Most conversations about Great Migrations have to do with immigrant populations on the move now, or in the recent past; but people have always been on the move, from the earliest times leaving Africa. Why do people leave their homelands? For what purpose were the Great Migrations? Better hunting? Better fishing? More food sources? Climate Change? Or are some folks more adventurous than others? I like to ask my students, “Why do you think people in the New World did not seek to cross the ocean, but those in the Old World did? Why did some look at vast expanses of water as a threat or a deterrent where others saw a wonder to be explored?”
It is very fascinating to study human activities, especially cultural activities, because culture invents the technology to travel great distances; to be able to carry and support people, animals, and needed gear and supplies to far away places. We don’t know the answers to the questions about human beings noted above. We can only thank those who have studied the Great Migrations, which have led to human cultural diversity. From historical texts and maps, we learn not so much why people decided to move, but where they decided to establish new settlements. Actually observing, visually on a map, the paths that people have followed over time establishes a foundation for studying the Global Villages and their contemporary inhabitants.
Migrations and Maps
Of course, people have not always been on the move voluntarily; and there are many IDPs in the world today (Internally Displaced Persons). These are people that are forced to move because of war, disasters, political upheavals, famine, poverty or a myriad of other reasons.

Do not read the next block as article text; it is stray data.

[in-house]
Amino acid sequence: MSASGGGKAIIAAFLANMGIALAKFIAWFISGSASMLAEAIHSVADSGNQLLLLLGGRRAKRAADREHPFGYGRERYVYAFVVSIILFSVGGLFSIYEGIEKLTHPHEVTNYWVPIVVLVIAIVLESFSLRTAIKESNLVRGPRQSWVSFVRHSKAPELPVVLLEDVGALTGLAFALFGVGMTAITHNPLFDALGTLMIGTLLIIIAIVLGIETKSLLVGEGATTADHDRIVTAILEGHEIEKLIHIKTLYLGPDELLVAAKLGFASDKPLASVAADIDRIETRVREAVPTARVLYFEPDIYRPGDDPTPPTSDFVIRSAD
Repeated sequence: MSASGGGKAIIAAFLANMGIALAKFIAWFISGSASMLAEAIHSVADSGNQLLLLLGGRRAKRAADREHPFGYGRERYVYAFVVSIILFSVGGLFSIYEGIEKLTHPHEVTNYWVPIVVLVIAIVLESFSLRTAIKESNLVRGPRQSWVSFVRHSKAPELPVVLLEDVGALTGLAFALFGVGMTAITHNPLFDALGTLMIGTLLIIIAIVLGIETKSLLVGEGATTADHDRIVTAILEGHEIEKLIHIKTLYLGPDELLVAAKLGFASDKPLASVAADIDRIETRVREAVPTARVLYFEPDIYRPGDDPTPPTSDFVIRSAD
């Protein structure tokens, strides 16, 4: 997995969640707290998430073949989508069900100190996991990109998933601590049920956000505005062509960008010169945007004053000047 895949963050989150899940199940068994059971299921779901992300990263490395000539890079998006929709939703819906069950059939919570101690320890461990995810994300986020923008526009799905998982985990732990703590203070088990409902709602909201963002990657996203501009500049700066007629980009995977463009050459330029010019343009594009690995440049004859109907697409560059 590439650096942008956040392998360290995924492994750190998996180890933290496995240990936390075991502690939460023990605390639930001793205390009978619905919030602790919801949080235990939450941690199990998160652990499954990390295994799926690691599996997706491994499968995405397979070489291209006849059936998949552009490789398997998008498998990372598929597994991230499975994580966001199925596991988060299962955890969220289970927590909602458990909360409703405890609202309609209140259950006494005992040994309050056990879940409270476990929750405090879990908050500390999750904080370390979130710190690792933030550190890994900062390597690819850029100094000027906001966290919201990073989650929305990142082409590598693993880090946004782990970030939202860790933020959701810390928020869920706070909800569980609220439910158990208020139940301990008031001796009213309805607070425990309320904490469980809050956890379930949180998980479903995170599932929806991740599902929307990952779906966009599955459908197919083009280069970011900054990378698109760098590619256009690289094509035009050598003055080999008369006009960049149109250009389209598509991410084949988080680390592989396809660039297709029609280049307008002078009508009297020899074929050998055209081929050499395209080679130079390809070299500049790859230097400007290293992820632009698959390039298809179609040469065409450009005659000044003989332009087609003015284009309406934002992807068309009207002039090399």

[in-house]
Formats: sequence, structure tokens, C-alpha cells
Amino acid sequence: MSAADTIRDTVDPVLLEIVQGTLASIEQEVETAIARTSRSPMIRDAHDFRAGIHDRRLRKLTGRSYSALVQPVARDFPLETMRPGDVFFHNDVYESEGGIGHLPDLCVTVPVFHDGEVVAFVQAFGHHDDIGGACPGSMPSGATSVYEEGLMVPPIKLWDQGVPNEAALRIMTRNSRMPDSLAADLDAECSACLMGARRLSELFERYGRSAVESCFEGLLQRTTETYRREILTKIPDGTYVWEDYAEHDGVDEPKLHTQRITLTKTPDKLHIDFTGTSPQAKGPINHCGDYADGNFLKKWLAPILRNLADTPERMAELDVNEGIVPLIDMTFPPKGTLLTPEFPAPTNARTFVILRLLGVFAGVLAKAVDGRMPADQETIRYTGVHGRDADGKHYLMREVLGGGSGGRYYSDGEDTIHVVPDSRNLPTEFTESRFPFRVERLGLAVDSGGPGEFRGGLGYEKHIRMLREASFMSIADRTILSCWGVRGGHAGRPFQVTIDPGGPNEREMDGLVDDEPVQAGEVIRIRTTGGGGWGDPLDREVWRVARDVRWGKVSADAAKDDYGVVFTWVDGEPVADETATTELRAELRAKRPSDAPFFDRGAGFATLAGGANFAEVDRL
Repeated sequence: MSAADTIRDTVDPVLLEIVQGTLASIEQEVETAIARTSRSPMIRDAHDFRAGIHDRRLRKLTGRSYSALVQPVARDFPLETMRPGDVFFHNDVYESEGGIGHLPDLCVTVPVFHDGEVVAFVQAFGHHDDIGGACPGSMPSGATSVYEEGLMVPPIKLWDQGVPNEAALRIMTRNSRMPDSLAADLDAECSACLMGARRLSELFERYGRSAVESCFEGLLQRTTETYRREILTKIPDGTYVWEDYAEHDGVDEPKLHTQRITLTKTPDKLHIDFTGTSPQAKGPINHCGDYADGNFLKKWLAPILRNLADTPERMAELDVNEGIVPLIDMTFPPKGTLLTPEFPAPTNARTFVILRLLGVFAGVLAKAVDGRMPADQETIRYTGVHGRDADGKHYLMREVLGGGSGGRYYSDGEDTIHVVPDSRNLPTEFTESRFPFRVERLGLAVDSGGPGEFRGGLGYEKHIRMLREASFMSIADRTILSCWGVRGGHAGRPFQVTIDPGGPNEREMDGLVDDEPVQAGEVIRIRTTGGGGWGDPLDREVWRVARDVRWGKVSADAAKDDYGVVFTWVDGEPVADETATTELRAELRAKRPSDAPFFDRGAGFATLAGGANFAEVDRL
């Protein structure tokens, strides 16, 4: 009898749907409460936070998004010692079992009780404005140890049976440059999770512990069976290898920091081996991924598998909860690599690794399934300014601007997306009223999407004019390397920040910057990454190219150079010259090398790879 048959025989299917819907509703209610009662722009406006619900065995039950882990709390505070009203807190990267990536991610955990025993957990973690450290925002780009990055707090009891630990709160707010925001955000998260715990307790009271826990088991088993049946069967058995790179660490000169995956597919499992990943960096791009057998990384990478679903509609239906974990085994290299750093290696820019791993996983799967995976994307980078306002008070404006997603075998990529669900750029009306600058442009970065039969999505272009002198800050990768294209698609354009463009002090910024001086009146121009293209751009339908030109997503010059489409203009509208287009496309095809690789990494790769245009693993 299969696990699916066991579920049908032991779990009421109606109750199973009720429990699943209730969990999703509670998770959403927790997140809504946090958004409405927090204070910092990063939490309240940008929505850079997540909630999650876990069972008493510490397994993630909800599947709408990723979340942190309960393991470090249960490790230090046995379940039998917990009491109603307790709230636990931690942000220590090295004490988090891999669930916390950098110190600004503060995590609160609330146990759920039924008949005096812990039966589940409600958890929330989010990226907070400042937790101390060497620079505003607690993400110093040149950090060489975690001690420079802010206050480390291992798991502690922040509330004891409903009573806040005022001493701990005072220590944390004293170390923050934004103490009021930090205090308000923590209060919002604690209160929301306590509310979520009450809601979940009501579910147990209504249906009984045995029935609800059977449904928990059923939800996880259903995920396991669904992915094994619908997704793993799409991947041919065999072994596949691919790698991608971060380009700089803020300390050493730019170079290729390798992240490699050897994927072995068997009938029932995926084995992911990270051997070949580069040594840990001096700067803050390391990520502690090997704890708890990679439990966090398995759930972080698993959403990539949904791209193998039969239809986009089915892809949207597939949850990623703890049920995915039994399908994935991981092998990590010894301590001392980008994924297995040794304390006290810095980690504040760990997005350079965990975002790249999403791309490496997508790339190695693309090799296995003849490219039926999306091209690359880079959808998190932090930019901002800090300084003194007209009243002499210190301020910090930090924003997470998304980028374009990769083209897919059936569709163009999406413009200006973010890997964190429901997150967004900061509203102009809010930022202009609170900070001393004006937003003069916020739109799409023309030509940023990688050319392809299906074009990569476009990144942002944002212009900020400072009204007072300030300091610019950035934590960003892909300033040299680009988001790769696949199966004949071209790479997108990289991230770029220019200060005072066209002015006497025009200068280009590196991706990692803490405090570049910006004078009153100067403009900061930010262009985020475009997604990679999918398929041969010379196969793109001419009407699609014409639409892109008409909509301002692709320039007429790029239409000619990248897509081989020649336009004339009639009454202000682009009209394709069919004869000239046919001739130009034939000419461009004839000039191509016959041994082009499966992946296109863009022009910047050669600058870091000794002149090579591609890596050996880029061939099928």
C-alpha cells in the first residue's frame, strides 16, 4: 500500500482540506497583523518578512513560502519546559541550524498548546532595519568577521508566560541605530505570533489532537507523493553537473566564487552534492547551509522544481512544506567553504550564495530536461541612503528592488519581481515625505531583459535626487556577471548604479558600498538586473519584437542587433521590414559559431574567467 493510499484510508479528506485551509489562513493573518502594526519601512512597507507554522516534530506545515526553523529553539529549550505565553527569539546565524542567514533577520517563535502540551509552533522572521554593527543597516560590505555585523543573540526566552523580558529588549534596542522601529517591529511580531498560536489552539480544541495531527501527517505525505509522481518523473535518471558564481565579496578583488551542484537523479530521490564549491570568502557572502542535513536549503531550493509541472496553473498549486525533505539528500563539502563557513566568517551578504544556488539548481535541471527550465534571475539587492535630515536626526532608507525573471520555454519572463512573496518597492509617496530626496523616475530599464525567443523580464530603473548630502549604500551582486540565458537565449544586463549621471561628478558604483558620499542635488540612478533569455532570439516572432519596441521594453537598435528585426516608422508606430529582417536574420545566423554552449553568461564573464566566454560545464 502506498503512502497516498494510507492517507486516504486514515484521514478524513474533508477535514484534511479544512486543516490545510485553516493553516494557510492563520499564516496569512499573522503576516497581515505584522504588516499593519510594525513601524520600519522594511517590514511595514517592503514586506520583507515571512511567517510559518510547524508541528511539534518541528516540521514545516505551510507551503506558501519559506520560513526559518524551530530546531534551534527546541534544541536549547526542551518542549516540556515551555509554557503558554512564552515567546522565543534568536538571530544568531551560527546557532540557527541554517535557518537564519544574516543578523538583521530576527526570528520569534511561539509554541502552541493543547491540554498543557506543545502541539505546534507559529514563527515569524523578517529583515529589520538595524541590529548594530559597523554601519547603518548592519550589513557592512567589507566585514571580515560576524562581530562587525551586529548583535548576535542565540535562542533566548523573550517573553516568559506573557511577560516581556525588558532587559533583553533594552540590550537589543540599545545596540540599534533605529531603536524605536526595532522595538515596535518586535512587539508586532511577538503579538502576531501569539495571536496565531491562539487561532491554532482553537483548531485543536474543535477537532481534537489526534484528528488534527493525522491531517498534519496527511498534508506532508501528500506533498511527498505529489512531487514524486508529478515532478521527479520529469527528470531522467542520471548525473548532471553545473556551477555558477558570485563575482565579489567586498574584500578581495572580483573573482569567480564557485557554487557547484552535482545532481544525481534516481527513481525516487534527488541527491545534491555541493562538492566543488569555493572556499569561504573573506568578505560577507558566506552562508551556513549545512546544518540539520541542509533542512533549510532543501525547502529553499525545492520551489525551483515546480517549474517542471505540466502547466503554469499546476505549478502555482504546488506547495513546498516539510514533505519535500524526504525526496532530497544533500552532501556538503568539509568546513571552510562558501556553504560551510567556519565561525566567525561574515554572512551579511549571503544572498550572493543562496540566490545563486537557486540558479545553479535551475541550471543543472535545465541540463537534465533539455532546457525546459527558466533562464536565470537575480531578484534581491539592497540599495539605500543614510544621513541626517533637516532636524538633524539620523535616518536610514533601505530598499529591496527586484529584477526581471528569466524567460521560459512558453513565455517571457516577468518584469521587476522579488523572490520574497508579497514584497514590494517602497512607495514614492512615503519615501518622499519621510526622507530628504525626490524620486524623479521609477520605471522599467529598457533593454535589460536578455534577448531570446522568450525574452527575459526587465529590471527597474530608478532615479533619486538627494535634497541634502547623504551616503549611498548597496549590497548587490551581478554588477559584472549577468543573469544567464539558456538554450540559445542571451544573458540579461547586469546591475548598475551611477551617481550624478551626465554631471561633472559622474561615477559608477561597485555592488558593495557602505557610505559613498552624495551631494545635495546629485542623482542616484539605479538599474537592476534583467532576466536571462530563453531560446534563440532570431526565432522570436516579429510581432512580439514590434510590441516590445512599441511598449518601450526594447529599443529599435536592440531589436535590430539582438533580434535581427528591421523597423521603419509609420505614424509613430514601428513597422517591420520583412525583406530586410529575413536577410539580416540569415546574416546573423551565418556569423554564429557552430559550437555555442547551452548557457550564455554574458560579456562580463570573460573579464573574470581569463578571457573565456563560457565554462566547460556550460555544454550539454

The maps on this page do not show the reasons for the migrations, but these great migrations, whether ancient, in the recent past, or in the present, have impacted the local populations where these wanderers, travelers, or IDP’s have eventually settled. Click on the maps for larger views.
Migrations have a profound effect on local cultures worldwide; another reason that gaining understanding of “where others come from” is so important. As we know, “where others are coming from” does not mean only geographical location.
We need to understand the difficulties that displaced populations of people, as well as those voluntarily moving, have in trying to acculturate themselves to new environments.
However, it is just as important to understand “where the local people are coming from” as well. There are always two sides to every story, situation, or circumstance, but when it comes to diversity, there are many, many sides to consider.
Studying culture gives us alternative views, and hopefully more positive behaviors when encountering those who have left their homelands. After all, in our globalized world, the chances are at some point we may be the “other person” as well as the “local person.”
Map 2. Maps 3.
The first four maps of Africa show early migration routes.shows one of the most ancient migrations, which took people to Australia by some means of water transportation. We know that boat technology is known from about 40,000 to 50,000 years ago. Here we see the origins of the indigenous people of Australia, that we refer to as Aborigines.
Shows European migrations over several thousand years. YBP on this map is Years Before Present.
The round globe shows the migrations of Polynesia, which resulted in the Maori becoming the indigenous people of New Zealand.
Map 7 shows major human migrations since 1500.
Now that you have been introduced to the many historical migrations of peoples, it becomes more clear how culture regions have changed over time. You can use this page as a reference point when studying each of the 11 Global Villages.